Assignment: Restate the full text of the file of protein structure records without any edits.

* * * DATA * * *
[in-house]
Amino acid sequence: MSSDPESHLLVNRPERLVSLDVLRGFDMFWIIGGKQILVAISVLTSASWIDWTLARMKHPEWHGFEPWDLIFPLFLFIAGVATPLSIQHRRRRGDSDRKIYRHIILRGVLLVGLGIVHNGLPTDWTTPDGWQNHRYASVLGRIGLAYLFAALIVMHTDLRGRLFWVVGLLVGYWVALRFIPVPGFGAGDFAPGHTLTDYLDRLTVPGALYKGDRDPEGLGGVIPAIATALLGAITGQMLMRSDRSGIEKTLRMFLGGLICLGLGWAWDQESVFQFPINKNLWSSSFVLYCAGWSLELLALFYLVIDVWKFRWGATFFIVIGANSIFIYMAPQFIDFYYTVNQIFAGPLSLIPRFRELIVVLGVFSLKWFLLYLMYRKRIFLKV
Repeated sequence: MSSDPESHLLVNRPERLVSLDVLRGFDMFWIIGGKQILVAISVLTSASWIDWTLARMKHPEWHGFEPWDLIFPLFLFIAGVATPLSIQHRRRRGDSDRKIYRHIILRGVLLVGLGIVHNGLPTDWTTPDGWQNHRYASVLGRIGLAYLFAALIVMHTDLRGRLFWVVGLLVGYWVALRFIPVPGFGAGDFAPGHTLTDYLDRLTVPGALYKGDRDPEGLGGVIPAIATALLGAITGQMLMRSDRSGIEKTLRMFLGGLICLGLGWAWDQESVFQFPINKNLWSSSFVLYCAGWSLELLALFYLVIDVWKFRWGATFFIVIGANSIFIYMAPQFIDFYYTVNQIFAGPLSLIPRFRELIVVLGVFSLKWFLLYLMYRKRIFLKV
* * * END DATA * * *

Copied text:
[in-house]
Amino acid sequence: MSSDPESHLLVNRPERLVSLDVLRGFDMFWIIGGKQILVAISVLTSASWIDWTLARMKHPEWHGFEPWDLIFPLFLFIAGVATPLSIQHRRRRGDSDRKIYRHIILRGVLLVGLGIVHNGLPTDWTTPDGWQNHRYASVLGRIGLAYLFAALIVMHTDLRGRLFWVVGLLVGYWVALRFIPVPGFGAGDFAPGHTLTDYLDRLTVPGALYKGDRDPEGLGGVIPAIATALLGAITGQMLMRSDRSGIEKTLRMFLGGLICLGLGWAWDQESVFQFPINKNLWSSSFVLYCAGWSLELLALFYLVIDVWKFRWGATFFIVIGANSIFIYMAPQFIDFYYTVNQIFAGPLSLIPRFRELIVVLGVFSLKWFLLYLMYRKRIFLKV
Repeated sequence: MSSDPESHLLVNRPERLVSLDVLRGFDMFWIIGGKQILVAISVLTSASWIDWTLARMKHPEWHGFEPWDLIFPLFLFIAGVATPLSIQHRRRRGDSDRKIYRHIILRGVLLVGLGIVHNGLPTDWTTPDGWQNHRYASVLGRIGLAYLFAALIVMHTDLRGRLFWVVGLLVGYWVALRFIPVPGFGAGDFAPGHTLTDYLDRLTVPGALYKGDRDPEGLGGVIPAIATALLGAITGQMLMRSDRSGIEKTLRMFLGGLICLGLGWAWDQESVFQFPINKNLWSSSFVLYCAGWSLELLALFYLVIDVWKFRWGATFFIVIGANSIFIYMAPQFIDFYYTVNQIFAGPLSLIPRFRELIVVLGVFSLKWFLLYLMYRKRIFLKV